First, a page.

Federal judge tosses lawsuit filed by Los Angeles over lake dust control

LOS ANGELES, Calif. – A federal judge has thrown out a lawsuit filed by Los Angeles against air quality regulators who are requiring it to do more to control dust on a lake that was siphoned dry a century ago to provide water for the booming metropolis.

U.S. District Judge Anthony W. Ishii granted a motion Wednesday to dismiss the lawsuit in the latest chapter in a decades-old spat over water rights in the arid region 200 miles north of Los Angeles. The lawsuit was filed last year in U.S. District Court in Fresno.

The conflict began in 1913, when Los Angeles began diverting water from Owens Lake, which then went dry in 1926. The lakebed has since been plagued with massive dust storms and poor air quality despite efforts by the city to keep dust down.

The scandal created by the diversion project was fodder for the 1974 film “Chinatown,” and an aqueduct carrying away the water was dynamited repeatedly by angry residents after increased pumping in the 1920s combined with a drought ruined many farms.

Since a 1998 agreement, Los Angeles has spent more than $1 billion to tamp down the dust as part of the nation’s largest dust mitigation project, mainly by putting water back into more than 40 square miles of the lakebed.

The utility is currently working to control dust on another 3-square-mile parcel, said Ted Schade, air pollution control officer for the Great Basin Air Pollution Control District.

The city alleged in its lawsuit that 2011 orders from the pollution control district to further increase the mitigation were excessive and questioned whether Los Angeles was even responsible for problems in that area of the lake.

Joe Ramallo, spokesman for the Los Angeles Department of Water and Power, did not return messages Thursday.

The lawsuit, which also named the California Air Resources Board, the U.S. Environmental Protection Agency and the U.S. Bureau of Land Management, asked the court for relief from the “systematic and unlawful issuance to the city of dust control orders and fee assessments.”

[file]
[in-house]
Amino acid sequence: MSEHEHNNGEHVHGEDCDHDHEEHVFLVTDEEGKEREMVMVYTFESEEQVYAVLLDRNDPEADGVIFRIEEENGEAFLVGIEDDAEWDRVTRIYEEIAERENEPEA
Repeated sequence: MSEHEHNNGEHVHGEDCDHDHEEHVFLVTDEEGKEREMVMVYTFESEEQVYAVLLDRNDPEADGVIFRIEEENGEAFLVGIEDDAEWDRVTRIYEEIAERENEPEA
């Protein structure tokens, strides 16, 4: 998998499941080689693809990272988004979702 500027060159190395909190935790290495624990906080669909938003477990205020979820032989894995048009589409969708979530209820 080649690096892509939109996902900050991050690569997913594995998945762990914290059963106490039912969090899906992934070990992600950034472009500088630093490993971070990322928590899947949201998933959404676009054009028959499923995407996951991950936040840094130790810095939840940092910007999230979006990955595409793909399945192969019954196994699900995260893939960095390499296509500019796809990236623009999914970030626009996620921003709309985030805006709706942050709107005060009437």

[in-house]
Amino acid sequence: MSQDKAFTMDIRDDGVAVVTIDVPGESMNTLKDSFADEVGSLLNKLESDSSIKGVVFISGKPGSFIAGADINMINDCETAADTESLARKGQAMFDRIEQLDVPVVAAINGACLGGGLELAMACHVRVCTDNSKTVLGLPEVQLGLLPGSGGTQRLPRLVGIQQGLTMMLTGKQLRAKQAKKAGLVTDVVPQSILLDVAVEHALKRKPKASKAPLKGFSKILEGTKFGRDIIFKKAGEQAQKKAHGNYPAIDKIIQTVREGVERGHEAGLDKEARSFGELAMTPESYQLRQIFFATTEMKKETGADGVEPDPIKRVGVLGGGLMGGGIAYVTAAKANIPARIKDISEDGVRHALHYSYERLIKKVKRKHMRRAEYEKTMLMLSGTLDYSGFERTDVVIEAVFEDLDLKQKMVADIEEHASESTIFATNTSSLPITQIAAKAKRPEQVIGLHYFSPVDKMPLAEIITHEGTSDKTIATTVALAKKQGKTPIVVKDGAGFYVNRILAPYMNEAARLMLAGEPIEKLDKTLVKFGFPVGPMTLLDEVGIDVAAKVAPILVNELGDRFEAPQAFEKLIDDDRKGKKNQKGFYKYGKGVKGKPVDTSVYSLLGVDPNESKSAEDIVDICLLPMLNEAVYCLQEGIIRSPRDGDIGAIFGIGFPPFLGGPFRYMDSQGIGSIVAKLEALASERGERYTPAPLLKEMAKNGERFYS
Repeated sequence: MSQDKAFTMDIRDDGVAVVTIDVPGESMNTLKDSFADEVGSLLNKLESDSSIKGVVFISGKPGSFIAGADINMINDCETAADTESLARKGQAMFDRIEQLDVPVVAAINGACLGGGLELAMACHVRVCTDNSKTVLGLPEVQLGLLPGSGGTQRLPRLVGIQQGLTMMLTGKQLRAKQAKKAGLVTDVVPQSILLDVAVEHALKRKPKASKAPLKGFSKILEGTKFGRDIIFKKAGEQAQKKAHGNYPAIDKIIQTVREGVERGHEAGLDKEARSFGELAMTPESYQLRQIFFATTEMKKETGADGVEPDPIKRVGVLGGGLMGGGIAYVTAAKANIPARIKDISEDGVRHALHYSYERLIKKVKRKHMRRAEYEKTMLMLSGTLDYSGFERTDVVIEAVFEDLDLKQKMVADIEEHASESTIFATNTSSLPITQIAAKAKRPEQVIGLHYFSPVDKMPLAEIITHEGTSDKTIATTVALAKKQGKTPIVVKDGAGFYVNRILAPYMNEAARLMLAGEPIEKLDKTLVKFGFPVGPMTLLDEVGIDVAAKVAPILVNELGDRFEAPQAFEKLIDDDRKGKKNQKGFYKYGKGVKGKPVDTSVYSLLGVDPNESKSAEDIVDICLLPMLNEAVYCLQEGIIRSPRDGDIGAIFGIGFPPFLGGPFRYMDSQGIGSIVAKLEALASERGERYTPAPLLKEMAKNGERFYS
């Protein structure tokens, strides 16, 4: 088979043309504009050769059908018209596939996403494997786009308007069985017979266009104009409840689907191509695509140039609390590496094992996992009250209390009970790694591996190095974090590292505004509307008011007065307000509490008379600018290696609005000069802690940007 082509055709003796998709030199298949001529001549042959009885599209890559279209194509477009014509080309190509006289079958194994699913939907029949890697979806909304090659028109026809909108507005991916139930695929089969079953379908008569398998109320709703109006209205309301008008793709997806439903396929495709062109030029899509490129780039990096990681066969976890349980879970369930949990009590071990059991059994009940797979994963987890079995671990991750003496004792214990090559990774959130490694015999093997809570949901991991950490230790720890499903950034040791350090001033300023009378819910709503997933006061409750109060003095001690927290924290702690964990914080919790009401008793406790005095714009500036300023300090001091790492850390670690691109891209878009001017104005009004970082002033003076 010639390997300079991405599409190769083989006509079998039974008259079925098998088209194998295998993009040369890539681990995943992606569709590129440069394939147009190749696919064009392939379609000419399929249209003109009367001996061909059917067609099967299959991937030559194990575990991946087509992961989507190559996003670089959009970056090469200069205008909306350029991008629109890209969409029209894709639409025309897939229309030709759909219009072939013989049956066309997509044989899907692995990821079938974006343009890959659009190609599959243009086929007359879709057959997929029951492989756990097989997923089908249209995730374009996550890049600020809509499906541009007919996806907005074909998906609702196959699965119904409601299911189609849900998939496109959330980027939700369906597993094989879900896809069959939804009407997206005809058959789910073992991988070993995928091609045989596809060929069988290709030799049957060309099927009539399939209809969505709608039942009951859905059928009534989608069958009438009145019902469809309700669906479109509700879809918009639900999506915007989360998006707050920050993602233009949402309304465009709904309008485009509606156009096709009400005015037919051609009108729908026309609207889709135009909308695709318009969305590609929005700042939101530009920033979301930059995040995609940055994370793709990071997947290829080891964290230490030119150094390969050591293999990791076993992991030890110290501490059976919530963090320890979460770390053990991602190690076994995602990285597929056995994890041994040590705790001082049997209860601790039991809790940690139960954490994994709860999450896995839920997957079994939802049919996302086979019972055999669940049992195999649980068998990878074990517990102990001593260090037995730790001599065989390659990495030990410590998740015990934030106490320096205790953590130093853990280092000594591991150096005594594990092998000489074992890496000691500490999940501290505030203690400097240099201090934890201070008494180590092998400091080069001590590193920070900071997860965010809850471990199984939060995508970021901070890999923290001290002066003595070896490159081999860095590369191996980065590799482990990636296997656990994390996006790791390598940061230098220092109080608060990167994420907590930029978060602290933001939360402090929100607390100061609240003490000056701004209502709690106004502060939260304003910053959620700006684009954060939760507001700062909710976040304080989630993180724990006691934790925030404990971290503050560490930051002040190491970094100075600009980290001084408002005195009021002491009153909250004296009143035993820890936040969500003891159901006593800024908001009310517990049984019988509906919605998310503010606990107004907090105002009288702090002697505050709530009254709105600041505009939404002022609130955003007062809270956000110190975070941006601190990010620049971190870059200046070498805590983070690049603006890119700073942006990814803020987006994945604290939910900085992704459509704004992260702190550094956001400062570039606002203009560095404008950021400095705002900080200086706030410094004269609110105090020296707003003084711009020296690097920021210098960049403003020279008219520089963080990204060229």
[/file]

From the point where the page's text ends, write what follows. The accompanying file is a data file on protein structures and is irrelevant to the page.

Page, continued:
The department said last year when it filed the action that additional dust control would cost up to $400 million when each ratepayer already provides $90 a year to improve air quality around Owens Lake. The city uses 30 billion gallons annually — enough to fill the Rose Bowl each day to overflowing for one year — to keep dust down, the city said.

The latest legal ruling could come at a particularly bad time for the city.

Survey results released Thursday showed snow pack in California was at 17 per cent of normal, an ominous situation for a state that depends on a steady stream of snowmelt to replenish reservoirs throughout the summer.

Owens Lake air quality regulators agreed this summer will be particularly dry and are talking with the city about ways to mitigate the dust while using less water, said Schade, whose pollution district covers Inyo, Mono and Alpine counties in a vast region northeast of Los Angeles.

Options include holding the soil in place with vegetation or gravel, he said. Other solutions include pinpointing where the most dust is coming from and treating those areas and not others.

“We realize that this is a dry year,” Schade said. “We acknowledge the fact that they are putting water on the lakebed and we recognize the value of that water.”


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